In the programme for the 1927 Lady Godiva Carnival, the Standard Fulham was advertised as follows:
"Here is the popular little 9hp, a prime favourite, with a demand that is increasing fast, resulting in an increase in output and – down comes the price from £198 10s. to £185. Is there a secret behind its popularity? To owners, No! Its vogue is wrapped up in the word “Comfort”. Add to its mechanical perfection a body that seats four six-footers with elbow and head room to spare – all on a 9hp chassis. Can you wonder at its popularity."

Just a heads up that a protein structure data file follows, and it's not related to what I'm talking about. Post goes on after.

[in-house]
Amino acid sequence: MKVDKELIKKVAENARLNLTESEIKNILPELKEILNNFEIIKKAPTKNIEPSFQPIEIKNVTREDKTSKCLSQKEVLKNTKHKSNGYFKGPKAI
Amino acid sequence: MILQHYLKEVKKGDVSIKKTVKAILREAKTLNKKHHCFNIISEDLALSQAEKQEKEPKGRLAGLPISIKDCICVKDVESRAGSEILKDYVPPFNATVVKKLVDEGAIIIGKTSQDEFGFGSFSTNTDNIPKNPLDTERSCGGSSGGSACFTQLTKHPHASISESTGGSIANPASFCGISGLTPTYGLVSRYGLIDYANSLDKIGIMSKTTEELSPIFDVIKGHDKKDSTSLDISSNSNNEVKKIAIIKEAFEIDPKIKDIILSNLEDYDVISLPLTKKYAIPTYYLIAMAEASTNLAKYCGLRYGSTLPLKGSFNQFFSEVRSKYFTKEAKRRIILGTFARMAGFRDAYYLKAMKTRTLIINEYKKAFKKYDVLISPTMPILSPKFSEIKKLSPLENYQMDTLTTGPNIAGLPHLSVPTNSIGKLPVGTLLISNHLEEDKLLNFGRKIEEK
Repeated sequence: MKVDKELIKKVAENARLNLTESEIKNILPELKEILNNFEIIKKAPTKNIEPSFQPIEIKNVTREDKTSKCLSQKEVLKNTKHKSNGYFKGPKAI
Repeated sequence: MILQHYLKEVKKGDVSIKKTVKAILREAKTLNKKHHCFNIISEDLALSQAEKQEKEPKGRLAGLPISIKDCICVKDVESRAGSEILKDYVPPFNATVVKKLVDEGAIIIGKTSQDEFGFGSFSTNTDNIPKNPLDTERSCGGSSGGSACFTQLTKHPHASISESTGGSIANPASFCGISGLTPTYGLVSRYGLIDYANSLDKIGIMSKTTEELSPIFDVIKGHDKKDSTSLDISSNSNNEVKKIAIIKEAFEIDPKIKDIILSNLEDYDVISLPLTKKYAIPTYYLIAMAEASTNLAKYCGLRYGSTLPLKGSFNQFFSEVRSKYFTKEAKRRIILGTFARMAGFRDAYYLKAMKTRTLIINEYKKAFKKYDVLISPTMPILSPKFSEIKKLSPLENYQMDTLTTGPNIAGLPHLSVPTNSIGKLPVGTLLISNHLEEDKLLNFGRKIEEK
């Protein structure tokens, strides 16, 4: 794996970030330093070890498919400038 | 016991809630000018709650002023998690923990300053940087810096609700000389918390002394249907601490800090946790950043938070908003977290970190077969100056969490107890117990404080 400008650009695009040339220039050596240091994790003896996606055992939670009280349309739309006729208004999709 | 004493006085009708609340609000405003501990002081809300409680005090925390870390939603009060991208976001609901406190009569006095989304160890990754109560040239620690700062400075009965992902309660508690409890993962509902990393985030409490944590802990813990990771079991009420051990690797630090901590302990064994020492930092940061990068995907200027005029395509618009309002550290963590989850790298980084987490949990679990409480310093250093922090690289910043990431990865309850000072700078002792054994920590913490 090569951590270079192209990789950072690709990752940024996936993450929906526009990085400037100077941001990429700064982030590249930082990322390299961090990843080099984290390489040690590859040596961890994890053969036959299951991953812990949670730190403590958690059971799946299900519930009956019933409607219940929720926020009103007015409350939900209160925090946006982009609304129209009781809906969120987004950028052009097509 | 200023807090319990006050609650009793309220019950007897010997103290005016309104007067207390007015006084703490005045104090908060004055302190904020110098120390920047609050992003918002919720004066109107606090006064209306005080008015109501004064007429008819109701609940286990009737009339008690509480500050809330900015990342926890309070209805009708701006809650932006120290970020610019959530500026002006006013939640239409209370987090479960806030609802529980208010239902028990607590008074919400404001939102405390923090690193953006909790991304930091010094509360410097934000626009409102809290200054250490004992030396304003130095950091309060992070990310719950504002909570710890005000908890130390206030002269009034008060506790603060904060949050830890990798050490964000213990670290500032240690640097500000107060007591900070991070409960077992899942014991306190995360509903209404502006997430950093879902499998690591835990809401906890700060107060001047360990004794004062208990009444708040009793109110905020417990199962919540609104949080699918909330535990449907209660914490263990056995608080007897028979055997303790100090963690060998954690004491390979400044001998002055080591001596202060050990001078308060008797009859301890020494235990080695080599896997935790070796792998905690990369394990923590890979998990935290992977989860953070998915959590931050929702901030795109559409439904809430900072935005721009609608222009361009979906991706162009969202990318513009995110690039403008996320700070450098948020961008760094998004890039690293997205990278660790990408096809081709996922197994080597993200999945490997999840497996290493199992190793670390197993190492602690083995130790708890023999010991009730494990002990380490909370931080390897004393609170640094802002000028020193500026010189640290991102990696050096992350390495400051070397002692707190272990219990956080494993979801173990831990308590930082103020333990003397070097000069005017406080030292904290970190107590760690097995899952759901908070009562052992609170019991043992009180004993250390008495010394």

This car has a fabric body fitted onto a wooden frame. This makes the vehicle very light allowing it to perform well, even though it has a relatively small 9hp, 4 cylinder side valve engine. A contemporary road test report supports this:
"It pulls well at both high and low speeds … on top gear it is possible to run at 5mph then smoothly accelerate to 50, and long hills are climbed in comfort with plenty of power in hand."
The weight advantage these fabric or ‘Weymann’ bodies gave, was countered by their lack of strength and the increase in risk if involved in an accident. As the 1930s progressed the fabric bodies almost completely vanished, replaced by mass produced all metal bodies.
This vehicle was generously donated to the Museum in 1960 by Mr. B. Allen who had acquired the car in 1931.